Effect of Enzymes on Strawberry Volatiles during Storage, at Different Ripeness Level, in Different Cultivars, and during Eating


Ozcan G., Barringer S.

JOURNAL OF FOOD SCIENCE, vol.76, no.2, 2011 (Peer-Reviewed Journal) identifier identifier identifier

  • Publication Type: Article / Article
  • Volume: 76 Issue: 2
  • Publication Date: 2011
  • Doi Number: 10.1111/j.1750-3841.2010.01999.x
  • Journal Name: JOURNAL OF FOOD SCIENCE
  • Journal Indexes: Science Citation Index Expanded, Scopus
  • Keywords: ripening, SIFT-MS, storage, strawberry, strawberry cultivars, ION FLOW TUBE, ALCOHOL ACYLTRANSFERASE, RIPENING STRAWBERRY, MASS-SPECTROMETRY, AROMA COMPOUNDS, BELL PEPPERS, RELEASE, FLAVOR, ESTERS, FRUIT

Abstract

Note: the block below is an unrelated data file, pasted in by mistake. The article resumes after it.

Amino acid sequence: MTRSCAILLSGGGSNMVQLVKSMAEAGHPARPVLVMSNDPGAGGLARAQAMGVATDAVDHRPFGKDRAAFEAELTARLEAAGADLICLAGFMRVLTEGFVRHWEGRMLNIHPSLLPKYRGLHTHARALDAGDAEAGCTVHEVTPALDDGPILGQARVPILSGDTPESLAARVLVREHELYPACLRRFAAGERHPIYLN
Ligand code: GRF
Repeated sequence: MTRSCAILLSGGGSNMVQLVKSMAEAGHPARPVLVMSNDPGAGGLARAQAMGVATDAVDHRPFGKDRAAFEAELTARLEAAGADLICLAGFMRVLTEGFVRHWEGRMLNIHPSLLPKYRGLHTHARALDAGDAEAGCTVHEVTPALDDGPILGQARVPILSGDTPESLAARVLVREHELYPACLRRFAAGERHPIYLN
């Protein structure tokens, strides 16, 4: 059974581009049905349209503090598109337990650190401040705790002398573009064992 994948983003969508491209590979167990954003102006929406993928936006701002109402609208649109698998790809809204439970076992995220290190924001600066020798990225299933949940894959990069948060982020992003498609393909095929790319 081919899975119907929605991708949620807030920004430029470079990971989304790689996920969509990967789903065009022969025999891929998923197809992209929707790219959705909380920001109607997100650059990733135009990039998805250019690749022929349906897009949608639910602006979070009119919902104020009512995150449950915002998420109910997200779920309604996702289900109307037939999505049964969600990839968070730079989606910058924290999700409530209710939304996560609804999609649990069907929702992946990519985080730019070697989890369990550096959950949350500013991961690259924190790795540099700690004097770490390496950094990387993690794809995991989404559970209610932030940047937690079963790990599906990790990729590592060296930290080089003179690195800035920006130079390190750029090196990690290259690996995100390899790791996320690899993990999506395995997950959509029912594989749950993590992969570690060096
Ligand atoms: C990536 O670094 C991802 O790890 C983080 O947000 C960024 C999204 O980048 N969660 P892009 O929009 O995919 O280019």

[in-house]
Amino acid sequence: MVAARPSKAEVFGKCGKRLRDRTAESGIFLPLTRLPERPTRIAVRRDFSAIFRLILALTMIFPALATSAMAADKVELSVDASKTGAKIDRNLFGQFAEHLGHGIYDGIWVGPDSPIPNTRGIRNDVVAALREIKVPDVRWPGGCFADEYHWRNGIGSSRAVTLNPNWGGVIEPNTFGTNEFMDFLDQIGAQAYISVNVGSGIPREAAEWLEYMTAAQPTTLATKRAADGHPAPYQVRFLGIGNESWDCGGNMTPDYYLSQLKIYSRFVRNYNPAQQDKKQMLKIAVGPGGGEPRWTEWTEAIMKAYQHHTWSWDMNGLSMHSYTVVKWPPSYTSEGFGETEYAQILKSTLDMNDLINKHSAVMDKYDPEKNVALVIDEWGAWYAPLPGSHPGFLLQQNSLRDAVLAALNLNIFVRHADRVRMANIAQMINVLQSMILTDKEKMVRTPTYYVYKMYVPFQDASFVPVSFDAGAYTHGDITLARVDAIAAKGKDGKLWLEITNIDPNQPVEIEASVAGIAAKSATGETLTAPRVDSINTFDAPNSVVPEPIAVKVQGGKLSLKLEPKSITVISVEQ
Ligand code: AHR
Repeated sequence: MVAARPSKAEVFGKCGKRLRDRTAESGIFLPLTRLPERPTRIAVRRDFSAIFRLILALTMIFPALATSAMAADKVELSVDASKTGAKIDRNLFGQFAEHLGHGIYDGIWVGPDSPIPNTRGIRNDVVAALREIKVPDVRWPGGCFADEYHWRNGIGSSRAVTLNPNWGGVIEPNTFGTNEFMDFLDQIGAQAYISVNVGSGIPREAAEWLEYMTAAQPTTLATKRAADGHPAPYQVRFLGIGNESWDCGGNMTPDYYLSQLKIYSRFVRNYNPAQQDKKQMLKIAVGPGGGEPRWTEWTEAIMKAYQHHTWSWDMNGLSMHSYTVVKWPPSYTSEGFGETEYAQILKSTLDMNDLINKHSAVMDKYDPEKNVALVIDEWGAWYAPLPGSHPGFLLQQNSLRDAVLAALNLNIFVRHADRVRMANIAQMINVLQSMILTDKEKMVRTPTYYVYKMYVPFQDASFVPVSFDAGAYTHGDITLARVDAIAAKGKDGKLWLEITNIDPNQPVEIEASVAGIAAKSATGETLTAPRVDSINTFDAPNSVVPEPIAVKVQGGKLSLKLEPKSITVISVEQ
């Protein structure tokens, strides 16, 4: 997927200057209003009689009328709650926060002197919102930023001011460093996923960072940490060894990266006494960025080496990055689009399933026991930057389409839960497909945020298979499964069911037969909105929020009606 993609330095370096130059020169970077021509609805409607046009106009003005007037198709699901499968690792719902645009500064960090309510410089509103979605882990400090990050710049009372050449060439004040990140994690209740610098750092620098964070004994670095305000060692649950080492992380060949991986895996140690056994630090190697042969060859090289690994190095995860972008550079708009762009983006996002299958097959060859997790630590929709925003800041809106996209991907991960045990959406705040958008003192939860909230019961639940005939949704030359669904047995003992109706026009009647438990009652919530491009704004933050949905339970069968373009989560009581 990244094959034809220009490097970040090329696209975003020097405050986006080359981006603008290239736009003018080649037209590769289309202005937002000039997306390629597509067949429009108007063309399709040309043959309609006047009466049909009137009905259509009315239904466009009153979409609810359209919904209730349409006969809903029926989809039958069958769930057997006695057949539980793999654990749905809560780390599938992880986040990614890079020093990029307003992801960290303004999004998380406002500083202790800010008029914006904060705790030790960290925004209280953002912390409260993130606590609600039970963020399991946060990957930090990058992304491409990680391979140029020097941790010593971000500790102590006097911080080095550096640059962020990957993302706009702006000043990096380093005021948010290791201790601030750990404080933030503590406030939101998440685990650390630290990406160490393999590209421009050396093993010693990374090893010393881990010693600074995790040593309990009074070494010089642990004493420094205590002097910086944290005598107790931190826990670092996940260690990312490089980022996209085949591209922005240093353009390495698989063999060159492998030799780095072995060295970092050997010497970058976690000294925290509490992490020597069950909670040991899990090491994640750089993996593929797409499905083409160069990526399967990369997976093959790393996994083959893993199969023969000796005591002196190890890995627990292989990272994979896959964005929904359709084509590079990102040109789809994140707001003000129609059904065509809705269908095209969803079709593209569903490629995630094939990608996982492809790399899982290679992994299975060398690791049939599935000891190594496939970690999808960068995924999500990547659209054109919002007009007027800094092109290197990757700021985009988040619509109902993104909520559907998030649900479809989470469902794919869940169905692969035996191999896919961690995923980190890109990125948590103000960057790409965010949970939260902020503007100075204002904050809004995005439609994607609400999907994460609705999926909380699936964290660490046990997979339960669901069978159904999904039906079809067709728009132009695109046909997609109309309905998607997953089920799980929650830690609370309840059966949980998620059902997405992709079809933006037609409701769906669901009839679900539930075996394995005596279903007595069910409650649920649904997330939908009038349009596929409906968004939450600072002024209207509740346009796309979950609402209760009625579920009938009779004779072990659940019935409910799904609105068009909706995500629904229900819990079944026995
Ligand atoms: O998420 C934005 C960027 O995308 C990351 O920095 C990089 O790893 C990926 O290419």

Strawberry samples with enzyme activity and without enzyme activity (stannous chloride added) were measured for real-time formation of lipoxygenase (LOX) derived aroma compounds after 5 min pureeing using selected ion flow tube-mass spectrometry (SIFT-MS). The concentration of (Z)-3-hexenal and (E)-2-hexenal increased immediately after blending and gradually decreased over time, while hexanal concentration increased for at least 5 min in ground strawberries. The formation of hexanal was slower than the formation of (Z)-3-hexenal and (E)-2-hexenal in the headspace of pureed strawberries. The concentration of LOX aldehydes and esters significantly increased during refrigerated storage. Damaging strawberries increased the concentration of LOX aldehydes but did not significantly affect the concentration of esters. The concentrations of many of the esters were strongly correlated to their corresponded acids and/or aldehydes. The concentration of LOX-generated aldehydes decreased during ripening, while fruity esters increased. Different varieties had different aroma profiles and esters were the greatest percentage of the volatiles. The aroma release of some of the LOX-derived aldehydes in the mouthspace in whole strawberries compared to chopped strawberries showed that these volatiles are formed in the mouth during chewing. The persistence of LOX-derived compounds was higher than esters after swallowing. The mouthspace after and before swallowing persistence ratio of esters decreased as the chain length of the acid part of the ester compounds increased in whole strawberries.